If you have ever shown interest in alternative medicine, you have probably heard about naturopathic medicine. This holistic approach to health and wellness is one that has been both praised and criticized, often surrounded by many myths. Here, we are going to debunk some of these myths, providing you with accurate information about naturopathic medicine. All information provided here is courtesy of Dr. Jen Overbeck, a renowned expert in the field of naturopathic medicine.


Myth 1: Naturopathic medicine is not scientific or evidenced based.

Contrary to popular belief, naturopathic medicine is firmly rooted in science. Licensed naturopathic doctors complete a rigorous four-year program at accredited institutions. A minimum of two years is spent on biomedical sciences, the same area of study that prepares medical students to become doctors. These professionals focus on evidence-based patient care, placing them at the forefront of research in natural medicine.


Myth 2: Naturopathic doctors are anti-drug/anti-pharmaceuticals.

This is another myth that is far from the truth. Naturopathic doctors are not against prescription drugs. They study pharmaceuticals extensively, understanding their effects and interactions with supplements and herbs. Naturopathic doctors focus on individualized care, collaborating with the healthcare team. They may include prescription medications when necessary for a patient’s well-being.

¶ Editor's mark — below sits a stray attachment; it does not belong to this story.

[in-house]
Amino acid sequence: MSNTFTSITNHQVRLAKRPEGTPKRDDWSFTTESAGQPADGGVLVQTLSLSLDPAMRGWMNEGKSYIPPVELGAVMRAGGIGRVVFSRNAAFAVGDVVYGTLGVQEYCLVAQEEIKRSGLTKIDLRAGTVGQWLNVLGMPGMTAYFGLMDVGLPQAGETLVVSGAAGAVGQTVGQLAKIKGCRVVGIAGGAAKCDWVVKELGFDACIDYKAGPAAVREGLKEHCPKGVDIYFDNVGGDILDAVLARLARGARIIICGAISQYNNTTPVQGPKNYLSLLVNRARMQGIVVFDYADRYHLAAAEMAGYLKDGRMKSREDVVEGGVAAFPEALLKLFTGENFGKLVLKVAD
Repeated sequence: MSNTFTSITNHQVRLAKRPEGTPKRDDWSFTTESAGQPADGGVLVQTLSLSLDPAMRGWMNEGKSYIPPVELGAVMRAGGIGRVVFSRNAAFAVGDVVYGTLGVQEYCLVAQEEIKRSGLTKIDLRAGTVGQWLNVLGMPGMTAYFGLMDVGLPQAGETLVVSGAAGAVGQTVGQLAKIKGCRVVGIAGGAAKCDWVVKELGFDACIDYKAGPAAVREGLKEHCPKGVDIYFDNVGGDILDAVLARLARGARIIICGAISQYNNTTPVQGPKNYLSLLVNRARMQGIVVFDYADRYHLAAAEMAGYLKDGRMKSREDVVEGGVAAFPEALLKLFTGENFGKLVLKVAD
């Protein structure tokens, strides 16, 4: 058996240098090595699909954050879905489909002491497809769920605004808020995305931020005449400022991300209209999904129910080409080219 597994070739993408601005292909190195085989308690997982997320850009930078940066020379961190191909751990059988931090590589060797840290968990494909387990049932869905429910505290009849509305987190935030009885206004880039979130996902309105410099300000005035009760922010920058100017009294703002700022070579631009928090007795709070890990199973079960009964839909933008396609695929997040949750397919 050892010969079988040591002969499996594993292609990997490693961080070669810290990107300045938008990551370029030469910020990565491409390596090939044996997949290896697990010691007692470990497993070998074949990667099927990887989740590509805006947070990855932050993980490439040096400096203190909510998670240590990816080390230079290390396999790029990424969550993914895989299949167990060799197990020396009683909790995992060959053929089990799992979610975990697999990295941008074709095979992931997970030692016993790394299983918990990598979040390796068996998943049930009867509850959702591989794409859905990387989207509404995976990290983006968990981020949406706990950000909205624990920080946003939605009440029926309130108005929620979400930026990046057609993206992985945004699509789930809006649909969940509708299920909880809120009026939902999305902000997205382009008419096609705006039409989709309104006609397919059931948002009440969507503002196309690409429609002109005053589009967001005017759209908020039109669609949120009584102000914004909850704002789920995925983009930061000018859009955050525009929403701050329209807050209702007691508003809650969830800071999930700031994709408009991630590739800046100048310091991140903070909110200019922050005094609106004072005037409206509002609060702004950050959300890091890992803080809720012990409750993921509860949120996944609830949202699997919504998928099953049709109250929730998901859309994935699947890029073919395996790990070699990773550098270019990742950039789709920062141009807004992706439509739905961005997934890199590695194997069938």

Myth 3: You can’t use both naturopathic medicine and conventional medicine.

Again, this is a complete fallacy. Naturopathic physicians work alongside conventional doctors in healthcare, research, and academics. They blend conventional and integrative medicine, a skill set that is increasingly in demand. Studies have demonstrated that adding naturopathic care to conventional treatment leads to better overall patient health. One such study by Dugald Seely, ND, showed that patients at risk for heart attacks and strokes who received naturopathic care alongside conventional treatment had a significantly lower risk of fatal heart attacks or strokes compared to those receiving only conventional care.


Myth 4: Naturopathic doctors are not trained as primary care doctors.

Once again, this is a false claim. Licensed naturopathic doctors provide primary care across North America, dealing with a wide range of outpatient health issues. They’re trained to address family health, catering to both children and seniors. They also manage both short-term illnesses and long-term discomfort.


Myth 5: If it’s natural, it’s safe.

While it is tempting to believe that all natural remedies are safe, this is not the case. Natural doesn’t always mean safe. Natural remedies can have side effects and restrictions. Always consult a licensed naturopathic doctor to make sure what you’re using is right and safe for you.

After debunking these common myths, it becomes clear that naturopathic medicine is a scientific, collaborative, and versatile field. It harmoniously combines with conventional medicine, and naturopathic doctors are fully equipped to provide primary care. Yet, like all forms of medicine, it should be practiced responsibly.